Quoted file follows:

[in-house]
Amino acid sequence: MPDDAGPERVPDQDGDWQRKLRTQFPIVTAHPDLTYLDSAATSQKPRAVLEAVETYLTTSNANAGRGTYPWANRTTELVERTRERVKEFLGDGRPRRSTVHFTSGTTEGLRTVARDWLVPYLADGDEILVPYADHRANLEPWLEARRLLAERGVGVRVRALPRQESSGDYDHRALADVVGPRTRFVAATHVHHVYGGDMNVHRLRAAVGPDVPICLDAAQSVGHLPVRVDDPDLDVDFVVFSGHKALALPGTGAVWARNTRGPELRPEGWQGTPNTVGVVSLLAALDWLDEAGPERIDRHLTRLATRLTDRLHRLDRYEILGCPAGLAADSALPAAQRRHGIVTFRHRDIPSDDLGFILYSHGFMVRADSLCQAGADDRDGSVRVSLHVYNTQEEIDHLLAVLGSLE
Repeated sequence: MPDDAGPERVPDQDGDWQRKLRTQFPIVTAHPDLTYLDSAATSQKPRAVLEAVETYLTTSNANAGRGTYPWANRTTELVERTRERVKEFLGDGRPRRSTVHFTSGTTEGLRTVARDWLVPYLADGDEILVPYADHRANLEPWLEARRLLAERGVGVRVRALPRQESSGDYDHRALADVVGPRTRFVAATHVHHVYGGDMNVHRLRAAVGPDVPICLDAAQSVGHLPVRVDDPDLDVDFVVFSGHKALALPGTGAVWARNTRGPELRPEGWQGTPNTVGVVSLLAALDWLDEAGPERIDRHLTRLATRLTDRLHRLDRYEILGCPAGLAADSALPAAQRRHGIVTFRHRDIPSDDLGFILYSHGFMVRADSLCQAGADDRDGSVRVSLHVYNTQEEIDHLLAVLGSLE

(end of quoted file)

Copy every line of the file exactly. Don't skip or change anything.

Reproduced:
[in-house]
Amino acid sequence: MPDDAGPERVPDQDGDWQRKLRTQFPIVTAHPDLTYLDSAATSQKPRAVLEAVETYLTTSNANAGRGTYPWANRTTELVERTRERVKEFLGDGRPRRSTVHFTSGTTEGLRTVARDWLVPYLADGDEILVPYADHRANLEPWLEARRLLAERGVGVRVRALPRQESSGDYDHRALADVVGPRTRFVAATHVHHVYGGDMNVHRLRAAVGPDVPICLDAAQSVGHLPVRVDDPDLDVDFVVFSGHKALALPGTGAVWARNTRGPELRPEGWQGTPNTVGVVSLLAALDWLDEAGPERIDRHLTRLATRLTDRLHRLDRYEILGCPAGLAADSALPAAQRRHGIVTFRHRDIPSDDLGFILYSHGFMVRADSLCQAGADDRDGSVRVSLHVYNTQEEIDHLLAVLGSLE
Repeated sequence: MPDDAGPERVPDQDGDWQRKLRTQFPIVTAHPDLTYLDSAATSQKPRAVLEAVETYLTTSNANAGRGTYPWANRTTELVERTRERVKEFLGDGRPRRSTVHFTSGTTEGLRTVARDWLVPYLADGDEILVPYADHRANLEPWLEARRLLAERGVGVRVRALPRQESSGDYDHRALADVVGPRTRFVAATHVHHVYGGDMNVHRLRAAVGPDVPICLDAAQSVGHLPVRVDDPDLDVDFVVFSGHKALALPGTGAVWARNTRGPELRPEGWQGTPNTVGVVSLLAALDWLDEAGPERIDRHLTRLATRLTDRLHRLDRYEILGCPAGLAADSALPAAQRRHGIVTFRHRDIPSDDLGFILYSHGFMVRADSLCQAGADDRDGSVRVSLHVYNTQEEIDHLLAVLGSLE